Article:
Posts Tagged With: Fromista
After my pleasant dinner by myself in Fromista, I walked across the street at 10:00 to the Albergue and pulled open the heavy wooden door to the courtyard. Or I tried to. Locked! What? I’d seen a sign that said “quiet hours” after 9:30, but didn’t realize it meant the door was locked. Albergues usually close at 10:00. And usually, I’ve had dinner there and hung out, then gone to bed. This night was different because the Fiesta was on and the communal dinner was cancelled. I could hear and see the Techno concert going on at the other end of town. No doubt my Albergue guy, whom I’d met when I checked in, was down there.
I ran back across the street to the restaurant for help. The guy at the desk told me to talk to the hotel connected to the Albergue. I did that and there was no answer. I rang the doorbell over and over and an elderly woman opened the door. I explained my predicament and she was not amused. But after a few minutes her husband, who was standing in the background, said he would open the door. I walked back around the corner to wait for him, and no one showed up or opened the door. I wondered if I could scale the wall? I began to feel very foolish for even thinking that and for being in that position at all. It was like a flashback to my travels in college.
Just then, Mr Albergue walks up the street, smoking furiously. “Why are you out here? You should be asleep! You are Pilgrim!”
Thus ensued a huge argument between us in my bad, but loud Spanish and his bad, but loud English. Finally, he let me into the pitch dark Albergue and I found my bunk.
Unfortunately the woman sleeping next to me had what sounded like pneumonia and snored loudly and coughed throughout the night. My white noise app was only of partial assistance.
Fromista had a few more things to teach me.
Itero to Fromista was 15k. I looked forward to walking into Fromista because it was one of the places I stayed on my “bus tour” of the Meseta after I hurt my ankle in 2013. I had an expectation that it would be meaningful to walk into town as opposed to getting off the bus, and perhaps it might even offer some insights.
From Itero, the Camino took me out into a long stretch of farmland. I met another French guy, Jean-Louis, on that stretch and we had a nice conversation, which made the time on the flat, straight path go faster. He was walking faster, and en route to Santiago, so we said Buen Camino after a stop for coffee. I saw a Rollo or monument there, and a remarkable door to the closed (!) church.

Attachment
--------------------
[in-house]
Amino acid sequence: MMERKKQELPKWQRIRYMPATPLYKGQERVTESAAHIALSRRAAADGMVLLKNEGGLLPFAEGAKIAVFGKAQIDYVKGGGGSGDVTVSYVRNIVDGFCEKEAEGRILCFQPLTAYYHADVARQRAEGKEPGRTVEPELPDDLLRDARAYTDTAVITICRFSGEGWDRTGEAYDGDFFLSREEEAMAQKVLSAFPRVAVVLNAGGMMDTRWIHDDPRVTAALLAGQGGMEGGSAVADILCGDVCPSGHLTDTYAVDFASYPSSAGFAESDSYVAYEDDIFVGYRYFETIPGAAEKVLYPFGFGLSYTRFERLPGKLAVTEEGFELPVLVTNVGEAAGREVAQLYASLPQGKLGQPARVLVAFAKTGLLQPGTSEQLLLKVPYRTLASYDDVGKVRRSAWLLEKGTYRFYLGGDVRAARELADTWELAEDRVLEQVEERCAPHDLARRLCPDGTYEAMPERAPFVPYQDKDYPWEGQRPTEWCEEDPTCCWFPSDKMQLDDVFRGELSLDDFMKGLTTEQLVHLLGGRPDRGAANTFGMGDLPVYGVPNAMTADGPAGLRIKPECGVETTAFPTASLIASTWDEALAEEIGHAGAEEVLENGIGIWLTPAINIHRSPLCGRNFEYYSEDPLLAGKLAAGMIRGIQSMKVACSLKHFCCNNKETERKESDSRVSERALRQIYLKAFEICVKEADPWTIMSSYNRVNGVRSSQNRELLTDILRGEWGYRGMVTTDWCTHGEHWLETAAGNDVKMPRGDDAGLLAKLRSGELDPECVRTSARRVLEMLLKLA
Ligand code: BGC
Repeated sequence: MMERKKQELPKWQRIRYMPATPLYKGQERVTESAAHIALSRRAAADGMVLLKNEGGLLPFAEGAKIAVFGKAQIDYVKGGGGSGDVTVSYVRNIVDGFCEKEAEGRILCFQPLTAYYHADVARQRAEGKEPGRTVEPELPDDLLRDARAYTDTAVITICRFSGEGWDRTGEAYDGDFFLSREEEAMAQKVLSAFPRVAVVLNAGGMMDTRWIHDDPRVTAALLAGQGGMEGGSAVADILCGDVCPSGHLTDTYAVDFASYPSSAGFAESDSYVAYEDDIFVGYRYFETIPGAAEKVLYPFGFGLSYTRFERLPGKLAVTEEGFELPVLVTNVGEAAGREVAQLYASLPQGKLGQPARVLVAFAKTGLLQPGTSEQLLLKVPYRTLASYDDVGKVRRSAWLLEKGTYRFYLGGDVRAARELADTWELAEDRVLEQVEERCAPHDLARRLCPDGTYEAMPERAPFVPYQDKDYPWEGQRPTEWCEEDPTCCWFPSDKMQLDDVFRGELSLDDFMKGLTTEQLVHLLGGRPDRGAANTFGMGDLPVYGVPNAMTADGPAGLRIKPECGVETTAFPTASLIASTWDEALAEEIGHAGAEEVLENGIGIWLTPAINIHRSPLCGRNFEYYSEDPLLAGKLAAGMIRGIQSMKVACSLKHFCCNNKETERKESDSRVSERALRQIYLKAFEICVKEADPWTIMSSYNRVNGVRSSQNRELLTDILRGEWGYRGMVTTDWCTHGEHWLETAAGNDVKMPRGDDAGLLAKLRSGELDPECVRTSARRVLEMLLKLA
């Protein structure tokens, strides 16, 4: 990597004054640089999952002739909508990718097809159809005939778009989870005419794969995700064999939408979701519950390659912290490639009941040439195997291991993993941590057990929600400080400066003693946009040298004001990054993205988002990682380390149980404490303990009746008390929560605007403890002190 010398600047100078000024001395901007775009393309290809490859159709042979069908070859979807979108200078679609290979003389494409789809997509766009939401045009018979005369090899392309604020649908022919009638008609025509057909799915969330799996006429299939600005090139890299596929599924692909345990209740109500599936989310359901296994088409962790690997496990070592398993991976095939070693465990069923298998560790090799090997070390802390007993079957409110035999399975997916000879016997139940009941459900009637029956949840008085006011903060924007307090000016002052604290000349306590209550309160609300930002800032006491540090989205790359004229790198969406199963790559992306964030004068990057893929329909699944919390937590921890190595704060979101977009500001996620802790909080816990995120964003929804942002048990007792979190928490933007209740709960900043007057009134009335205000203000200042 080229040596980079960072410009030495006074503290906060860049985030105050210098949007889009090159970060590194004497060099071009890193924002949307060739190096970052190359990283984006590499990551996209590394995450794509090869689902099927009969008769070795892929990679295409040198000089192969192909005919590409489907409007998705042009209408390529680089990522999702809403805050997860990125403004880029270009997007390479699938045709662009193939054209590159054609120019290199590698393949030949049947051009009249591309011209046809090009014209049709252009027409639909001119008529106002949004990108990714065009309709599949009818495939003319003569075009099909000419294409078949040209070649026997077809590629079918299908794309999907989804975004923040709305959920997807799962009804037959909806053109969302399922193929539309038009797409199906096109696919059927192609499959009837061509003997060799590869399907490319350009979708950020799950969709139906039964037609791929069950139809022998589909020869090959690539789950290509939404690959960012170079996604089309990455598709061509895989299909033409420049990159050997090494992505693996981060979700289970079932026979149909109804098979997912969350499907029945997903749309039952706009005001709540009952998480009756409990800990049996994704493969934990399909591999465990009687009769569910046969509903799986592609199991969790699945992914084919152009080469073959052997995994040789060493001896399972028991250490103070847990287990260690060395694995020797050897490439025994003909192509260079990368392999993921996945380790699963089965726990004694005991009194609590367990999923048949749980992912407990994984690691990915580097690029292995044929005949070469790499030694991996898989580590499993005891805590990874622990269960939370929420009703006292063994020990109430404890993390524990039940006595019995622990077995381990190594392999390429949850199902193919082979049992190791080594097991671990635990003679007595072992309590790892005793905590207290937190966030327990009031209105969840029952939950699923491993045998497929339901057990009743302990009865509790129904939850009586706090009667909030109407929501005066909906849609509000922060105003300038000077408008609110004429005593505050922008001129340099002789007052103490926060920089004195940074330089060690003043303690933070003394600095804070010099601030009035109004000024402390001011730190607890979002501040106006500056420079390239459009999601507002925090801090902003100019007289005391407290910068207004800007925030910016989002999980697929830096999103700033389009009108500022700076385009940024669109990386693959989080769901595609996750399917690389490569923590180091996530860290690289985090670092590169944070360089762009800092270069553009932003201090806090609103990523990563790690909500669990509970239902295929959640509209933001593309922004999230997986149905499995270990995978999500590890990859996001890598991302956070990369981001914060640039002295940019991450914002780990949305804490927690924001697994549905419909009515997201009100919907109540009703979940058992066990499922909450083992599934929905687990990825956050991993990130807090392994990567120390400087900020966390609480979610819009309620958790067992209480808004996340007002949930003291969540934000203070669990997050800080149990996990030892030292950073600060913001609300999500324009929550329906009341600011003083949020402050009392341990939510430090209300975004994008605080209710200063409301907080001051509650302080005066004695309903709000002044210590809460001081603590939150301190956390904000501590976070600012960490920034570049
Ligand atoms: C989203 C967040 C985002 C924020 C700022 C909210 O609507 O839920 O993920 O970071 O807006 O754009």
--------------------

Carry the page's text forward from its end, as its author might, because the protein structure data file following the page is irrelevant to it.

Then I walked along the Canal de Castilla, which was a short lived transportation breakthrough like the C&O Canal on the East Coast. Now I think it’s used for agriculture. I felt a beautiful sense of solitude.
Fromista was hosting their annual Fiesta of San Telmo, who was born there in 1184 and became the patron saint of sailors. There were carnival rides in the plazas and anticipation in the air, when I arrived on Saturday afternoon. I checked into a private Albergue, Estrella del Camino, did some laundry, and went out to explore the town.
I saw the places I remembered from my stay in 2013: the plaza where Gina, my Camino friend from the beginning in St. Jean, jumped up and down and yelled when she saw me. The hotel where I holed up, the restaurant where we ate dinner. The town looked so different now that I could walk. Little did I know that there was a health clinic on the same block as the hotel.
This time I stayed in a traditional Albergue with bunk beds and a nice sunny patio where pilgrims enjoyed the sun as their laundry dried.
The pride of Fromista is the Church of San Martin, constructed in 1066. It is considered to be one of the worlds’ best examples of Romanesque architecture!
Seeing it again was like visiting an old friend. The interior is clean and spare. It’s no longer a church, which is too bad. The carvings are pure Romanesque, and reminded me this time of the carvings at the Templar Church in the City of London.
The Crucifix, from the 11thC is exquisite. I sat for awhile savoring the experience of being there again, and said thanks for the blessing of healing, and for my life.
Back at the Albergue, I met Nancy, from New Brunswick, who was in the same position I was in 2013. She has plantar fasciatis, and a sore knee. She’s traveling with her husband and two friends from home, and she was taxiing from place to place. It felt good to give her the novel I’ve been carting around. The hours are long when you can’t move, and you’re staying in a foreign country. And it’s very frustrating.
I went out again and saw this parade go by, kind of like New Orleans.
The Mass and Novena to San Telmo was at 8:00 in another beautiful Romanesque church, San Pedro. The large statue of the Saint was standing in the sanctuary in a position of honor
The church was almost full of Fromistans for the service. After the Mass the priest led a litany for San Telmo and from the back of the church a great mass of baritone voices sang the song to San Telmo, and everyone joined in the chorus. It felt like a gathering of the clans. Afterwards everyone greeted each other with hugs and kisses.
It was 9:00 so sat down for a pilgrim dinner, and enjoyed people watching. It was a good day in Fromista. I did feel a sense of completion by seeing it again, on foot.